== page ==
To quote: He made sure he shopped for groceries every night on the way home from work, took the garbage out, and hand washed the antimacassars. But to his step daughters he was just Dad. ”He was always there for us,” said his step daughter and first cousin once removed Margo.

Albert Einstein, who died on Tuesday, had another life at work, where he sometimes slipped away to peck at projects like showing that atoms really exist. His discovery of something called the photoelectric effect won him a coveted Nobel Prize.

Looks weird, right? Kind of like something you would never actually see in print?

Yet the author of rocket scientist Yvonne Brill’s obituary didn’t hesitate before writing the following about her last week: She made a mean beef stroganoff, followed her husband from job to job, and took eight years off from work to raise three children. “The world’s best mom,” her son Matthew said.

But Yvonne Brill, who died on Wednesday at 88 in Princeton, N.J., was also a brilliant rocket scientist, who in the early 1970s invented a propulsion system to help keep communications satellites from slipping out of their orbits.

Sometimes, I wish I was making this shit up.

Recently upon joining a new work-place, I was told by someone to reign in my enthusiasm, to be a quieter, more subtle version of myself. “Don’t talk so much, don’t be so loud-mouthed with your opinions,” is what I was told. The example of a much quieter woman was given to me as the epitome of how a female should behave in an office. Never mind that the example/ epitome and I are totally different people. I’m not a quiet person, I am opinionated. I know a lot of men who are quite similar, and receive no criticism about it. In fact the person telling me so was pretty much, even if he didn’t realize it, foisting his opinion of what is correct behavior unto me- making him not very different from what he was telling me not to be. Had his mother told him to behave like an entirely different person, she’d be smothering; but when a man says these kinds of things to me, he’s being protective, he’s offering advice- never mind that I didn’t ask for any advice from him.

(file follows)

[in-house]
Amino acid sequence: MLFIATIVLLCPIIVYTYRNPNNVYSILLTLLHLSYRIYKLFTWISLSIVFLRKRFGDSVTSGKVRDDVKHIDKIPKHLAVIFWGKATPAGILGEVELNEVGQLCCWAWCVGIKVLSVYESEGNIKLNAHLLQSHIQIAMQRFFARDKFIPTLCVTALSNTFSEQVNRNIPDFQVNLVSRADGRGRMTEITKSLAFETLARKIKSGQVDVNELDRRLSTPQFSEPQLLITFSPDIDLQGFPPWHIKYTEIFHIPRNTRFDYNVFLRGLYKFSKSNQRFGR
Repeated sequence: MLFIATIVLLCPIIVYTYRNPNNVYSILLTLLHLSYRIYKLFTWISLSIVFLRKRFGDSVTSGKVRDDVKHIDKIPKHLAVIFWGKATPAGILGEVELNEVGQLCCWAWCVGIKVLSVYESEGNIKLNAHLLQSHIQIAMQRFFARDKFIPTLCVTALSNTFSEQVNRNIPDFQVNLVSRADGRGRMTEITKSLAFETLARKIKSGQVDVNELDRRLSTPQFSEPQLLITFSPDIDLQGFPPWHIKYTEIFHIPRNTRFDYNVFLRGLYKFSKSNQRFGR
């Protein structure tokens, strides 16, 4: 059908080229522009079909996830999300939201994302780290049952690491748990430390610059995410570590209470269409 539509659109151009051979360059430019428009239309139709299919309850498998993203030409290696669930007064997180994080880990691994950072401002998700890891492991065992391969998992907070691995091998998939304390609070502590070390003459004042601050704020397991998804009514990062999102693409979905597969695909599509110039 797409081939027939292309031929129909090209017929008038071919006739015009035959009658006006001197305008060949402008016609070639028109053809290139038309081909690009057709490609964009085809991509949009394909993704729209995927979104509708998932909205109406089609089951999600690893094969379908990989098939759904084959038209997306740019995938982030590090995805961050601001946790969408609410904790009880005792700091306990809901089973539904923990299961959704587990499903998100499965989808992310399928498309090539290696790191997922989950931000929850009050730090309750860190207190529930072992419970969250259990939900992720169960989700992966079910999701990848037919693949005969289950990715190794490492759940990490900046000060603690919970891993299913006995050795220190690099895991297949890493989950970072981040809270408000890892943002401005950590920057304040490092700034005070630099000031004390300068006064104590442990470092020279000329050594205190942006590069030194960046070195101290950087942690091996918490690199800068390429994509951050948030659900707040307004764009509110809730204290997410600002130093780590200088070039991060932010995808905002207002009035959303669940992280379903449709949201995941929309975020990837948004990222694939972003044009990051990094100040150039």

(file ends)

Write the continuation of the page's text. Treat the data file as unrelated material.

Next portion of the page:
The sad truth behind this kind of benign sexism is that it’s not just the men that exercise it, but women as well. Think about the last time a friend of yours bemoaned that she earns more than her spouse, or Carrie Bradshaw cried over the lack of chivalry in this world without so much as a thought to how this so-called chivalry came about? What is the point of me lifting weights in a gym if I can’t even open the door for myself? Why am I working to make money, if the man is supposed to pay for my dinner?

To be honest, I’m plain ol’ riled up. I did wonder briefly if I would have been less irritated had these same courts stood up for the Verma Committee suggestions, and not buckled under pressure like they did. It might have been easier to stomach some of this, if India wasn't one of the only countries where marital rape isn't a crime. If the court didn't have the authority to rule on intimate matters between people then, I can't believe they think they do now. I certainly don’t need Justice Easwar to protect my hurt feelings or pride from every guy out there who lies. To put a rest to this line of thinking, let me be honest, women lie too. Oh, yes we do; and we lie to get sex too. Take a breath Judge- People, in general, sometimes lie to get what they want; the world is not a fair place, pretending that it is will only help prolong a stereotype that’s both insulting and condescending.


  1. Atta girl proud of you Dear Avantika

  2. Why us? A question we all have been fighting for.